It was a dark and stormy night
Much of being a New Yorker means pretending that half of the people you see every day don’t really exist. It’s not narcissism or rudeness, although that’s what it often looks like from the outside. It’s just survival. If you actually had to process every person who walks through your life every day, you might lose it. For a lot of people, it means imagining rules for yourself to get where you need to go. Walk this way not that way, tune out the noise with headphones, look at the ground, don’t ever make eye contact, lose yourself in a book. It can help. But the problem with this approach is that after a while, you start to think other people should be following the rules too and you get annoyed or even downright irate when they don’t. But how could they know what the rules are? Well, except for the rule about walking on the right hand side of the sidewalk. Everybody should follow that rule, New Yorkers. It would make all of our lives better.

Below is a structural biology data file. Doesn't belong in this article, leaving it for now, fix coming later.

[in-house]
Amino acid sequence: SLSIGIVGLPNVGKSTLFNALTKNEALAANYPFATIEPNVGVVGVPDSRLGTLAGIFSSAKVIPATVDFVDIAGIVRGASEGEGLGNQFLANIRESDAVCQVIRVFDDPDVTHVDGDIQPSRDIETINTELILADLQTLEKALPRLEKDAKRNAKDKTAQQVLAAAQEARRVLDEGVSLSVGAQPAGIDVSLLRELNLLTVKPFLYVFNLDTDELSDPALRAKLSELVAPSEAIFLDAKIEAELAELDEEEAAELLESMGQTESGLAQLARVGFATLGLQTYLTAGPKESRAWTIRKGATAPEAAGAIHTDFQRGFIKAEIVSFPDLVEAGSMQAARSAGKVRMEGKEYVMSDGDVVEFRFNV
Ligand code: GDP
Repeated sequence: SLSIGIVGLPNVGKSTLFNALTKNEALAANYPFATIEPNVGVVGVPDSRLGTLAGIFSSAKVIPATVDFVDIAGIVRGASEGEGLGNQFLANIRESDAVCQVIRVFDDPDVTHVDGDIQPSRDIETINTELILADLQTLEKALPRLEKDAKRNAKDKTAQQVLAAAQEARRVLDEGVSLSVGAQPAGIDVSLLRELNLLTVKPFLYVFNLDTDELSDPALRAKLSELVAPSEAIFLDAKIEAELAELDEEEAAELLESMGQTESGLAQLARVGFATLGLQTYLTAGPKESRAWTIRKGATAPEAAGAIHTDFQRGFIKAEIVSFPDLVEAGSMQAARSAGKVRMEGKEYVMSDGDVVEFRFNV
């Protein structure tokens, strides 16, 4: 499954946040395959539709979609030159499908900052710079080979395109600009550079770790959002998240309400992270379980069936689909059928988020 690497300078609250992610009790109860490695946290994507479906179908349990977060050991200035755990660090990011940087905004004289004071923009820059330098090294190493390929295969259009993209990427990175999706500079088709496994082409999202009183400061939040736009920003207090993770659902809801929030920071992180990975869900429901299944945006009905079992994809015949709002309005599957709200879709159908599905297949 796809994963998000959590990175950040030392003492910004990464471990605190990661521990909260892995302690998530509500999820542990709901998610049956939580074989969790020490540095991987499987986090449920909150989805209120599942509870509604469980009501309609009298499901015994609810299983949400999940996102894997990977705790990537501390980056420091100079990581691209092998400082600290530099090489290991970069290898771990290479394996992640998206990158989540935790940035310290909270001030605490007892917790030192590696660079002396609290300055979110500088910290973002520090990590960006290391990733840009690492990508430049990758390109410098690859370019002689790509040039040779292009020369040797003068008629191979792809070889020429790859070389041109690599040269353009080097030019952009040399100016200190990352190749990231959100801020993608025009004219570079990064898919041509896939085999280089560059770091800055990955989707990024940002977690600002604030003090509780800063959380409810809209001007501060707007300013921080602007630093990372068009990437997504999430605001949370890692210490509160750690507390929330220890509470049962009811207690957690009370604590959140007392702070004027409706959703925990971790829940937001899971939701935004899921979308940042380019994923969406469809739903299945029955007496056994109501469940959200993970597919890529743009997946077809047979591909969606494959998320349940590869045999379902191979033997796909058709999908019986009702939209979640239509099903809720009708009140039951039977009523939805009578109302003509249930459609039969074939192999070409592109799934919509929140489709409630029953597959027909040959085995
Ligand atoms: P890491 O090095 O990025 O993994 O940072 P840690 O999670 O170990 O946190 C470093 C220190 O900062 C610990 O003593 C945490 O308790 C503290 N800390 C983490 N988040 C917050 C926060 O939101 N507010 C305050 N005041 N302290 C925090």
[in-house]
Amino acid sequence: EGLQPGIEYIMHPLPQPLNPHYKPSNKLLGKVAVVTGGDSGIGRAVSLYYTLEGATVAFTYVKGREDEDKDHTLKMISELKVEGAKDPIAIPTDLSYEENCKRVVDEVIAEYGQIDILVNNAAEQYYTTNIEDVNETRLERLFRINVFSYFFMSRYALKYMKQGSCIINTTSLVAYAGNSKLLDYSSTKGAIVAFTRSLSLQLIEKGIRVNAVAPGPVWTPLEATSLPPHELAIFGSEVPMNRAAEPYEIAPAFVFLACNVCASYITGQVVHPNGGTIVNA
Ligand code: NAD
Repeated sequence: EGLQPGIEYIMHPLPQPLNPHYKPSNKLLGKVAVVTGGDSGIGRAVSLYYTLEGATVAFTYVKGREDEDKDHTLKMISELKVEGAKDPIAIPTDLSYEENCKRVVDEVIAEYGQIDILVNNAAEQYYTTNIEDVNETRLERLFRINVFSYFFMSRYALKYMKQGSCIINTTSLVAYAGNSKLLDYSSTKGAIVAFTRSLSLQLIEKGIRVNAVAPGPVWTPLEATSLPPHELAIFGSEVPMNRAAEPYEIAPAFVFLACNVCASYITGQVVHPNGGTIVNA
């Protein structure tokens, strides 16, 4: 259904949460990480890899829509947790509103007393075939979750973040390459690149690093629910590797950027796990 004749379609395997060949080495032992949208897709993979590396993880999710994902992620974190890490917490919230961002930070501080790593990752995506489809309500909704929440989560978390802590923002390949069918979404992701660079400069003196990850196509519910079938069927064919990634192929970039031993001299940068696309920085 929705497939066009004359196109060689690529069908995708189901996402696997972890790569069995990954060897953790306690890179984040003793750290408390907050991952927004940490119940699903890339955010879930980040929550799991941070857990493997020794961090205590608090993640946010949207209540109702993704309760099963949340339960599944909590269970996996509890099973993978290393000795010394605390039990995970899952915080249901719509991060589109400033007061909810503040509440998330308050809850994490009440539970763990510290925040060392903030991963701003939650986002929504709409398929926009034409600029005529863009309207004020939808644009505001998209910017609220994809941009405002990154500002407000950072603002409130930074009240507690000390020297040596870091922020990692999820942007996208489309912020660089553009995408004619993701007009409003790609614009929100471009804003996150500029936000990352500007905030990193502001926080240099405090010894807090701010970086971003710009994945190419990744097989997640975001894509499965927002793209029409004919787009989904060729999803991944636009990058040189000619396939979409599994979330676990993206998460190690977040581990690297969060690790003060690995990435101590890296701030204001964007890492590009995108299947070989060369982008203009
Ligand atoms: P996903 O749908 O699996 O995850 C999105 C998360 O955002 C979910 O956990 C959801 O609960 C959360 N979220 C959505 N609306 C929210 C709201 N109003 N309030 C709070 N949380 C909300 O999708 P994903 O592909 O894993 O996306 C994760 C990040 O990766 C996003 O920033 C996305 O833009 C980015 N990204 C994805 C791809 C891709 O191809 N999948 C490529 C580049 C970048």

I am not by nature a dogmatic rule follower (I think I can hear my mother snickering right now). It’s both my downfall and my saving grace. So I’m not quite sure how I came to be one of these people who will choose the rule (walk on the right) over the practical solution (step left to avoid someone who is walking toward you). But I find myself playing chicken on the sidewalk more and more. I am not proud of myself.I’m not exactly sure why I’m telling you this story except to say that trying to figure out how to walk through the streets of New York without going crazy takes up a lot of my mental space. Which is why, at the age of 47, I tend to pretend I’m staring in a movie of my own devising while I do it. Jim White for the walk to the subway and a Southern Gothic pic; The Pixies or Fatboy Slim for an end-of-the-world action pic on the walk to my office. Home is easier. When it’s dark, Manhattan is film noir and anything moody will do. I pass a long string of neon-lit Korean karaoke bars on my way to the train. Even my 19th century Brooklyn neighborhood is noired after dark, porch lights striping the sidewalks through wrought-iron. Puddled streets coldly reflecting lingering Christmas lights. A car horn. A siren. A door slam. A bell. And if you’re lucky, a foghorn echoing up from the river.
Coping mechanisms have served me well this week. Nothing too terrible. A little under the weather. A little drama at the office. The nerves of waiting for the imminent results of high school applications. Sometimes it’s just easier to declare and defend your boundaries or just pretend you’re someone else for a while. What about you? How do you cope with the things that make you lose your cool?